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Dutch Parliamentary Election Study, 1989 (ICPSR 9950)
This survey, the eighth in a series of election studies from the Netherlands, focuses on the September 6, 1989, elections for the Second Chamber of Parliament. These elections were called early due to the fall of the Lubbers-II cabinet on May 2. The survey was administered in two waves, one conducted before the election and one following the vote. In the first wave, respondents provided information on their interest in politics, what they considered the most important national problem, how they intended to vote in the upcoming election, political party membership and affiliation, attitudes toward government policies and officials, opinions on political and social issues such as abortion, nuclear energy, income differences, and environmental pollution, and on a variety of personal and demographic characteristics. During the second wave, respondents reported the name of the party they had voted for in the election and their reasons for doing so. Other variables recorded voter perceptions of the stance of various political parties on issues such as euthanasia, nuclear weapons, economic concerns, voter knowledge of national politicians, rating of political parties based on a 10-point left-right scale, attitudes toward politics and the effectiveness of government, union membership, and future vote intentions. Respondents were also asked to describe how they would participate in the governing process if they thought that the Second Chamber of Parliament was about to consider a bill that the voter thought unjust, and, in addition, to state which national goals should receive the highest priority.
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Anker, H., and E.V. Oppenhuis. Dutch Parliamentary Election Study, 1989. ICPSR09950-v1. Amsterdam, the Netherlands: Steinmetz Archive/Ann Arbor, MI: Inter-university Consortium for Political and Social Research [distributors], 1994. http://doi.org/10.3886/ICPSR09950.v1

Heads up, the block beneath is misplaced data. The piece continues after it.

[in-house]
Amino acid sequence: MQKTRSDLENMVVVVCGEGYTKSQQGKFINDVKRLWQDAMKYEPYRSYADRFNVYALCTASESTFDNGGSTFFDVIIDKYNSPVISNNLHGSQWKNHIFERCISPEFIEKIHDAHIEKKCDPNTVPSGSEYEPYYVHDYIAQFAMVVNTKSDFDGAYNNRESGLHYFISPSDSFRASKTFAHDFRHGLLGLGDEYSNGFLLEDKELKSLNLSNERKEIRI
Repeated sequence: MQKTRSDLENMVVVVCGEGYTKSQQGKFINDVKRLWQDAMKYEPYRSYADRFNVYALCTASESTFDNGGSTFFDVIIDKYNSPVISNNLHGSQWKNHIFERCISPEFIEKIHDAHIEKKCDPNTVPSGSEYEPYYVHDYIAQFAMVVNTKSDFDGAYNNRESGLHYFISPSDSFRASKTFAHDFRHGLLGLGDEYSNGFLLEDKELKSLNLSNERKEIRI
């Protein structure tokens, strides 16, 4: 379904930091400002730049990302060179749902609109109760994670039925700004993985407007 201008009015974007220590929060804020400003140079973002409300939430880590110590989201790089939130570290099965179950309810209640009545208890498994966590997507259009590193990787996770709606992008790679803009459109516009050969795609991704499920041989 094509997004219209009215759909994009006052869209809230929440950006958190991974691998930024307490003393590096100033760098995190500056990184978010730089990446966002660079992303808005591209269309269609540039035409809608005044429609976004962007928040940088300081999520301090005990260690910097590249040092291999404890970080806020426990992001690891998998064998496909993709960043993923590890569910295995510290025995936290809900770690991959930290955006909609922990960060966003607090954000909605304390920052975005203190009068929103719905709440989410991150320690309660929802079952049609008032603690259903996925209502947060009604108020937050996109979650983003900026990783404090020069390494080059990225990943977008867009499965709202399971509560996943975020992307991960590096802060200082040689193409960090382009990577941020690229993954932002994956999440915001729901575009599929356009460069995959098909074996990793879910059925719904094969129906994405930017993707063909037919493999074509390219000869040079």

Persistent URL: http://doi.org/10.3886/ICPSR09950.v1
This study was funded by:
- Ministry of Education, Culture and Science (Netherlands)
- Ministry of the Interior and Kingdom Relations (Netherlands)
- Social and Cultural Planning Office (Netherlands)
- Netherlands Organisation for Scientific Research
- University of Amsterdam. Department of Political Science
- University of Nijmegen (Netherlands). Department of Political Science
Scope of Study
Subject Terms: abortion, domestic policy, Dutch Parliament, economic conditions, euthanasia, foreign policy, government performance, income, nuclear energy, nuclear weapons, parliamentary elections, political affiliation, political attitudes, political change, political issues, political leaders, political participation, pollution, public approval, public opinion, trust in government, union membership, voting behavior
Produced by the Dutch Electoral Research Foundation, and the Netherlands Central Bureau of Statistics, Amsterdam, the Netherlands, 1993.
Sample: A sample of 4,000 households was drawn from the Geographic Base Register, which is based to a large extent on the national mail delivery register of the Netherlands. From all eligible citizens within each household, one person was randomly selected by interviewing the person whose birthday was first. No substitution by another person was allowed in case of refusal, no-contact, or other factors precluding an interview.
personal interviews conducted solely by means of laptop computers
Original ICPSR Release: 1994-10-19
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